"We have to decide between taking any work that pays the bills or living on a shoestring budget to dedicate our whole focus towards our next dream job," writes Barry Kerollis about his transition out of performing. Photo by Eduardo Patino, Courtesy Kerollis
Having begun my dance career in my late teens, I successfully bypassed the student debt many Americans face when they take out loans for college. For seven seasons, I had a cushy job dancing in the corps at Pacific Northwest Ballet. During that time I put nearly $50,000 towards my 401(k), saved an additional $10,000 in my bank account and used a dancer-run grant program to fund my associate of arts degree with a business focus from a local community college. I was proud of my fiscal responsibility and felt that I could easily survive a financial shortfall. But I had no idea how much debt I would accrue as I transitioned from performing to teaching and choreographing.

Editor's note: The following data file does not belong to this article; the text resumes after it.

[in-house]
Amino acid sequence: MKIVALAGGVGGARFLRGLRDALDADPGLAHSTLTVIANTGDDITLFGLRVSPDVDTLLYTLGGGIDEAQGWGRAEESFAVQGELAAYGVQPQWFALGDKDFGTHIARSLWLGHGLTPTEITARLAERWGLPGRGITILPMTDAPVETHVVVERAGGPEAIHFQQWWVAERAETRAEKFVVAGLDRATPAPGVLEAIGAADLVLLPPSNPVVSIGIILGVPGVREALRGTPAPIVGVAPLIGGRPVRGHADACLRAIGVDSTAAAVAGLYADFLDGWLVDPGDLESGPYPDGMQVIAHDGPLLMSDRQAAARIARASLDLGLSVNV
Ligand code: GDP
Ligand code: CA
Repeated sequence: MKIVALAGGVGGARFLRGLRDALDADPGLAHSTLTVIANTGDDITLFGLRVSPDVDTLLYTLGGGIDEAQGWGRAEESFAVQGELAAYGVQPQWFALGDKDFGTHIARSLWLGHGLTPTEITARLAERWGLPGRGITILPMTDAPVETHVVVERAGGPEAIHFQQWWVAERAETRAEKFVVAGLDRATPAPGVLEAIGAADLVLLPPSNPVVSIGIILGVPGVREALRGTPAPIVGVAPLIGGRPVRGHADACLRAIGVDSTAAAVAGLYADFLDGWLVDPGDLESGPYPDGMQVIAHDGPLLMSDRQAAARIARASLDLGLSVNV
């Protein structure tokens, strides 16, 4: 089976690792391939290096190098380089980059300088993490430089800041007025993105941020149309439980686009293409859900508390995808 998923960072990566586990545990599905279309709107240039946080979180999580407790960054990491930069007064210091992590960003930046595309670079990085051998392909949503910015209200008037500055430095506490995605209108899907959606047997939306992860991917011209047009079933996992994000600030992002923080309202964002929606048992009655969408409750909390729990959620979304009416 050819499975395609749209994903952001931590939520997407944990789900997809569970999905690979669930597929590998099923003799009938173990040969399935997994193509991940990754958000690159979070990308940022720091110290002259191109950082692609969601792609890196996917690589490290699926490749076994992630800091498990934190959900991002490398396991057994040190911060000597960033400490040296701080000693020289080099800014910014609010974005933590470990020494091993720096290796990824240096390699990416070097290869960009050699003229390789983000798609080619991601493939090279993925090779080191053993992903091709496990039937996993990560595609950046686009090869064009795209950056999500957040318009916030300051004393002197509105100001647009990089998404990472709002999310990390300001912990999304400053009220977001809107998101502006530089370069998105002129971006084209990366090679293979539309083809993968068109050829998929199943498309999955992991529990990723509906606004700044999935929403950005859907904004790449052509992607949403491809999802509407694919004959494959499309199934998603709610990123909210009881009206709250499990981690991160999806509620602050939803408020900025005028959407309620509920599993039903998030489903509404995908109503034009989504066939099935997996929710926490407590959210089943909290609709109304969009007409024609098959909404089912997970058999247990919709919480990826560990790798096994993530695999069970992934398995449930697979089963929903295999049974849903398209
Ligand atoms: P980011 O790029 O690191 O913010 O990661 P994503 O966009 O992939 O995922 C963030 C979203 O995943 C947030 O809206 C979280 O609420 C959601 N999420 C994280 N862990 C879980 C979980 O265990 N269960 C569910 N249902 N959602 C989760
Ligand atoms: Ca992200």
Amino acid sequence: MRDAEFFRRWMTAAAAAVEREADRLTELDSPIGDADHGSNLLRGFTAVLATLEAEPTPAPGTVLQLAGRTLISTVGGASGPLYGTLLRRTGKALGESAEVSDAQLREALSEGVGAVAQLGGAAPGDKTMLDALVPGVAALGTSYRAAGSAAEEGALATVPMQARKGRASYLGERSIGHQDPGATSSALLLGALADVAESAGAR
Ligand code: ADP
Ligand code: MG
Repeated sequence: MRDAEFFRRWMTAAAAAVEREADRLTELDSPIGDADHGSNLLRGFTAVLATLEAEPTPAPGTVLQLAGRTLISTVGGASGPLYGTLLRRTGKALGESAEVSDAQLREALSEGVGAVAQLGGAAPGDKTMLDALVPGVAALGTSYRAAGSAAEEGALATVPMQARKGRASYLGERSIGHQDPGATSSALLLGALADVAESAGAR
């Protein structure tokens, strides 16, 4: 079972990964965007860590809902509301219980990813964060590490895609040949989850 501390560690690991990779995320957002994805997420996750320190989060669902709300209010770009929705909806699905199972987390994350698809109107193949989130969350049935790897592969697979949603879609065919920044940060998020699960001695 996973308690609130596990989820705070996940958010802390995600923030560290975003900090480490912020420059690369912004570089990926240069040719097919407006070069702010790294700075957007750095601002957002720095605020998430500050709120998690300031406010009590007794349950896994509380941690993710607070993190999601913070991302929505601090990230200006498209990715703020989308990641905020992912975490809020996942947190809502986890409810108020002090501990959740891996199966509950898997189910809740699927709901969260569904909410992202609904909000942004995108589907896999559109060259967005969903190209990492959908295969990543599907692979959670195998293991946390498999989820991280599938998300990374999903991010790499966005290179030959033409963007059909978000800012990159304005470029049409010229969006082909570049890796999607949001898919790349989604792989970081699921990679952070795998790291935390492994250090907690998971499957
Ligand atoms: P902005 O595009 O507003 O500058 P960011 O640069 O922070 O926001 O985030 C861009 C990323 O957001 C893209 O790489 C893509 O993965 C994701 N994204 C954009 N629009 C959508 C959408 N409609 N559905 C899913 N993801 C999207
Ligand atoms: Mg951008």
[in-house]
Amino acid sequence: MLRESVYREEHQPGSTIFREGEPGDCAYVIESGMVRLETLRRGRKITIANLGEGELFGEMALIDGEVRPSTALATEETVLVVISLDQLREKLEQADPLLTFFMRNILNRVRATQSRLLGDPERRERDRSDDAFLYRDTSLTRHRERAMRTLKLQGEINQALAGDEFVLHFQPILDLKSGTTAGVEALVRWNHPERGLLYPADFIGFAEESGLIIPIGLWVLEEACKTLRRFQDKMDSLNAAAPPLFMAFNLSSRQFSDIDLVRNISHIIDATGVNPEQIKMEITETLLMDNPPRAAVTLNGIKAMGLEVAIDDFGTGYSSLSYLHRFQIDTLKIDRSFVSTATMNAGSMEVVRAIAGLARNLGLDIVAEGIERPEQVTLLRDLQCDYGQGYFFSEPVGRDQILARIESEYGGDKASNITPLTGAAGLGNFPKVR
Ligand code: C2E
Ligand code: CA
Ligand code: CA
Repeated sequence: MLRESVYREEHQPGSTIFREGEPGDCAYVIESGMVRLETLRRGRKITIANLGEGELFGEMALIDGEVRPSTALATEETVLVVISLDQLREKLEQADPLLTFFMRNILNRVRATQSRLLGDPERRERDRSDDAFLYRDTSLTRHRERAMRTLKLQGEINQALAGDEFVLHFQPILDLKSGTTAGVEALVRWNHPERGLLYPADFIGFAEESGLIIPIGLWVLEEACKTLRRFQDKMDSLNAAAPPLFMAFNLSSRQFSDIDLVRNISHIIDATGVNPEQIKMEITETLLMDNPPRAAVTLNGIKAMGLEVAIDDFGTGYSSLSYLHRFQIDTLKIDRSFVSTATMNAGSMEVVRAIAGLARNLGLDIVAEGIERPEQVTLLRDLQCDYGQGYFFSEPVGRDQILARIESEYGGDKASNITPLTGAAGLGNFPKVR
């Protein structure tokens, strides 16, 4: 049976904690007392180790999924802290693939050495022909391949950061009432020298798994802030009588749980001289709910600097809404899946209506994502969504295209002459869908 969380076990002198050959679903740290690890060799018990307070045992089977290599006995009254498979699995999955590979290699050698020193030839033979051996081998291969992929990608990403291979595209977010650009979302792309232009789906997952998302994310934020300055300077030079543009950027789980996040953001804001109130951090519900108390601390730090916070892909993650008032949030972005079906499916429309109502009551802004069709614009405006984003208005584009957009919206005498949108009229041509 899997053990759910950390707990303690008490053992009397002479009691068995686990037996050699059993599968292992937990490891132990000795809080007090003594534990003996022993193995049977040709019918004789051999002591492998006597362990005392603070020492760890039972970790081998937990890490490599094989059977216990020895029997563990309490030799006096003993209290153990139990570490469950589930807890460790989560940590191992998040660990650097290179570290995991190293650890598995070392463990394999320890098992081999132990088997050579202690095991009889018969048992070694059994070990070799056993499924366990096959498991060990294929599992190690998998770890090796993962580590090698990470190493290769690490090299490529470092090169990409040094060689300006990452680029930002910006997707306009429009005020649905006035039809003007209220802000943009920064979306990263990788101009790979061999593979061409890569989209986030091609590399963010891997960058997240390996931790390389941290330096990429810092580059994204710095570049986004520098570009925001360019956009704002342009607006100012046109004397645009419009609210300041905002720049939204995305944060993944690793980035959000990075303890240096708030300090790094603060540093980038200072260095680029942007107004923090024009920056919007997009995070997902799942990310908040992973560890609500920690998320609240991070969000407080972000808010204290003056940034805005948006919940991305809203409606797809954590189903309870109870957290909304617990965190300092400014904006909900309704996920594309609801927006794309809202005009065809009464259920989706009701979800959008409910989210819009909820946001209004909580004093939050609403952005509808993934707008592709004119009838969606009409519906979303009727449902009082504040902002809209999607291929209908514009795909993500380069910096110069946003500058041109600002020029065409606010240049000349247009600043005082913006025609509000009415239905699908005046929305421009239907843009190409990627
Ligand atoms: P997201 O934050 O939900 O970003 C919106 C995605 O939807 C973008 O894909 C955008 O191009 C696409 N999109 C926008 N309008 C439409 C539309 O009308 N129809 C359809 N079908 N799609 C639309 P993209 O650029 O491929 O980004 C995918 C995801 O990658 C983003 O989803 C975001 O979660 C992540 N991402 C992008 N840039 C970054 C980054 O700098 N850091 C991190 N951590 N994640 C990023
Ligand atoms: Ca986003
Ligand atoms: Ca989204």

What lengths would you go to in order to further your dance career? For some of us, we're willing to build our life and work in two separate cities to make our wildest dreams come true.
I recently learned that there is a term for people like me who travel between two major metropolitan areas. We "super commuters" make the choice to ride regional buses and trains up to six hours round-trip, multiple times a week, in hopes of furthering our careers while maintaining our lifestyles and affordable rents.
This ambitious career style is not for the faint of heart.